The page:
This report describes the clinical, neurological, laboratory and imaging findings in six dogs affected by CNS neosporosis and reviews previous publications. All dogs were born in England and never travelled outside the UK. Cerebellar and proprioceptive ataxia were the most common presenting neurological deficits. Markedly elevated creatine kinase in the serum was detected in four of the six dogs. Increased cerebrospinal fluid (CSF) protein concentration and mixed pleocytosis were present in five of the six dogs. Abnormal MRI findings were detected in five of the six dogs. The diagnosis was based on positive antibody titres on serum (1:800 or above) and positive PCR on CSF. All patients were treated with a combination of clindamycin and trimethoprim/sulfamethoxazole. The clinical signs improved in all six cases. One dog developed hypothyroidism and another one died due to liver disease of unknown causes, respectively six and eight months after initial presentation.
- magnetic resonance imaging (MRI)
- central nervous system (CNS)
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Neosporosis is a systemic protozoal disease caused by Neospora caninum. It was first described in dogs in Norway in 1984.1 Dogs and cattle are the most frequently affected species; however, clinical neosporosis has also been reported in sheep, goats, deer, horses and in a rhinoceros. 2 3 In addition, cats, mice, pigs, rats, gerbils, foxes and monkeys may be experimentally induced to be intermediate hosts. There is serological evidence of human infections with N caninum, but clinical disease has never been proven.4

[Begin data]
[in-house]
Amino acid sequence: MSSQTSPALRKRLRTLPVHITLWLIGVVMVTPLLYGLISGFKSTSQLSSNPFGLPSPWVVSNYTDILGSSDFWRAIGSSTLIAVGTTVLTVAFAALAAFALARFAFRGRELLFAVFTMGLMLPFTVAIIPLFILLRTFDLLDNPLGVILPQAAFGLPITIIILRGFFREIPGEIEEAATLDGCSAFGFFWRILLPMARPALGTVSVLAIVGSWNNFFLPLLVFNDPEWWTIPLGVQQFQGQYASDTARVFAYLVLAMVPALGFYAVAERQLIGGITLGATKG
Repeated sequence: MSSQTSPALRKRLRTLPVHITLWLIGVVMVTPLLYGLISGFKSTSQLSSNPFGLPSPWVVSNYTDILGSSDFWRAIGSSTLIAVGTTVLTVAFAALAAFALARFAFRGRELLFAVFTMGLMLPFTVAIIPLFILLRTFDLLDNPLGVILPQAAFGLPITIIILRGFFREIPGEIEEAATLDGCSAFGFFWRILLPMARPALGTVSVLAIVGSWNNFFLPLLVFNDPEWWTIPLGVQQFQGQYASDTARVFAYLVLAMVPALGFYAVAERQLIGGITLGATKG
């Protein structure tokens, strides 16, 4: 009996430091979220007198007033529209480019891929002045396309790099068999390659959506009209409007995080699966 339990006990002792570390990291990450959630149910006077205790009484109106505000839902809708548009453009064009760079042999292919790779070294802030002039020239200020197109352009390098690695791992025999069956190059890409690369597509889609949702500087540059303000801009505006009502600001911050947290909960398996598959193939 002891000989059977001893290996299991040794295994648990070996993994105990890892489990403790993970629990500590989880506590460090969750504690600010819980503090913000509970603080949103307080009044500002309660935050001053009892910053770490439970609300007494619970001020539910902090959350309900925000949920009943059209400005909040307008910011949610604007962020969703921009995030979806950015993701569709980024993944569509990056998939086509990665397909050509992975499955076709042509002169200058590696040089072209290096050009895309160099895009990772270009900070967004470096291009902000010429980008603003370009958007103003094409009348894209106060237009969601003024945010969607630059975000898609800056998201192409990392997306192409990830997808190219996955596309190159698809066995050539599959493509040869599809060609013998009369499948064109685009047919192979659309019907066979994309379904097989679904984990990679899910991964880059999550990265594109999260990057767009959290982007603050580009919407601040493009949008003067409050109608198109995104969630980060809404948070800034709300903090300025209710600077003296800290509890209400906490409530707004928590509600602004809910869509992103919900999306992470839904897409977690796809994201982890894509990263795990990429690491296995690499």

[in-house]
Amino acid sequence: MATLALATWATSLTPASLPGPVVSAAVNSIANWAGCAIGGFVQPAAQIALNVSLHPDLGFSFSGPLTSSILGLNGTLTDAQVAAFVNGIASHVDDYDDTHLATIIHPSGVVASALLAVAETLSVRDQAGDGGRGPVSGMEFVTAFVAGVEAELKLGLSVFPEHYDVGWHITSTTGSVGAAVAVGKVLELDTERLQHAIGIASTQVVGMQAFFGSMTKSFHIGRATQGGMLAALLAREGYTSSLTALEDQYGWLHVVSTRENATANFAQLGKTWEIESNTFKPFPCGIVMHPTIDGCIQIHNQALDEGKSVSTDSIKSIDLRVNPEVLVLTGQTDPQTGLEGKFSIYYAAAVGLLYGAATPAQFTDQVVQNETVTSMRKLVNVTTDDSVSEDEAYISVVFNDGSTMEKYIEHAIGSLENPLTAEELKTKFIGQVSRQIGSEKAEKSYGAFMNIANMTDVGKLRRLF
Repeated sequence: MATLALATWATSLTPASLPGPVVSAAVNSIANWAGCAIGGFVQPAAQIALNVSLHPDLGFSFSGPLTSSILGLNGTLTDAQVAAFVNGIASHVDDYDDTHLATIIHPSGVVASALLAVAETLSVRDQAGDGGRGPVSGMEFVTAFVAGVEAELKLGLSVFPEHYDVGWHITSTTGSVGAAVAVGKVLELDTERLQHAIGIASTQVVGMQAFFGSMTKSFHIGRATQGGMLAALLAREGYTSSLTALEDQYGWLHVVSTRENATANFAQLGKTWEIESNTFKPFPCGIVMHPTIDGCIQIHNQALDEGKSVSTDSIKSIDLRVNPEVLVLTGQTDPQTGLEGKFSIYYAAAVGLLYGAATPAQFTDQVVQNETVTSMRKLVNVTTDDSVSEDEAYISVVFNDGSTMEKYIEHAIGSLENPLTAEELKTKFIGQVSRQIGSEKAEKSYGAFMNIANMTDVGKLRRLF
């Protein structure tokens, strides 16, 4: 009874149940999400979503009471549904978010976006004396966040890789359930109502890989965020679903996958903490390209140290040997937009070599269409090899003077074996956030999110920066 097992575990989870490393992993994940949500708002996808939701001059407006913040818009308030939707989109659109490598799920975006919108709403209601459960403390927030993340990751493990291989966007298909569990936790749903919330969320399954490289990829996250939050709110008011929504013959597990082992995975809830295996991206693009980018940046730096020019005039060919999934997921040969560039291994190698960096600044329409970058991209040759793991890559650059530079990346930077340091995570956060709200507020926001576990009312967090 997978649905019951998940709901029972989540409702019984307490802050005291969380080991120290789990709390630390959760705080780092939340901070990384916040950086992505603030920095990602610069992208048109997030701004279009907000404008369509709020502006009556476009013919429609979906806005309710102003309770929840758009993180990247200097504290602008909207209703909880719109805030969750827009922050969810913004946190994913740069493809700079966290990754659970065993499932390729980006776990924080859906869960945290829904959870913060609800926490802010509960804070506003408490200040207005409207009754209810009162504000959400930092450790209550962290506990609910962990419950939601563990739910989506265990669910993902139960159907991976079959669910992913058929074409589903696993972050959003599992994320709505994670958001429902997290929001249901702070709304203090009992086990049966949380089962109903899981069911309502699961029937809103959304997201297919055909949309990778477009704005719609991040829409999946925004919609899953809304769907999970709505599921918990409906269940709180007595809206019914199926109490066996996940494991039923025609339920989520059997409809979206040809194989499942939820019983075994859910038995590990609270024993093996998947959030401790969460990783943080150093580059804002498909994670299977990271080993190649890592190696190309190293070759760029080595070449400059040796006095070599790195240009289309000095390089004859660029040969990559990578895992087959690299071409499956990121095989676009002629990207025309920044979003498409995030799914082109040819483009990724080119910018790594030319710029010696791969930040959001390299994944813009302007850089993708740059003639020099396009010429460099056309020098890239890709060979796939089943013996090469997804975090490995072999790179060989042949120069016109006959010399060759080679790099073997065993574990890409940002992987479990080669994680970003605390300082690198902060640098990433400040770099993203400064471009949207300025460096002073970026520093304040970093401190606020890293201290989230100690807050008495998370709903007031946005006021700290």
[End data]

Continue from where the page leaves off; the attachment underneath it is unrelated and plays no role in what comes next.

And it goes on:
Animals manifesting clinical neosporosis, including dogs, always act as intermediate hosts. In these animals, replication of the parasite occurs by asexual reproduction to produce tachyzoites and tissue cysts (bradyzoites). Both of these forms are intracellular.2 In the infected animal, tachyzoites can be found in several cell types, including neurons, macrophages, fibroblasts, vascular endothelial cells, myocytes, hepatocytes and dermal cells.5 Tissue cysts can only be observed in neural tissues (brain, spinal cord, nerves and retina).6
The sexual reproduction occurs in the intestine of the definitive host. Until recently, the only known definitive host was domestic dogs; however, recent studies have shown that coyotes, grey wolves and Australian dingoes can also act as definitive hosts.7–9
Carnivores usually become infected by ingesting tissues containing bradyzoites, whereas herbivores usually become infected by ingesting food or water contaminated by oocysts. Transplacental infection can also occur, with the transmission of tachyzoites from an infected mother to the fetus during pregnancy (this is the major route of transmission in cattle).3 10 11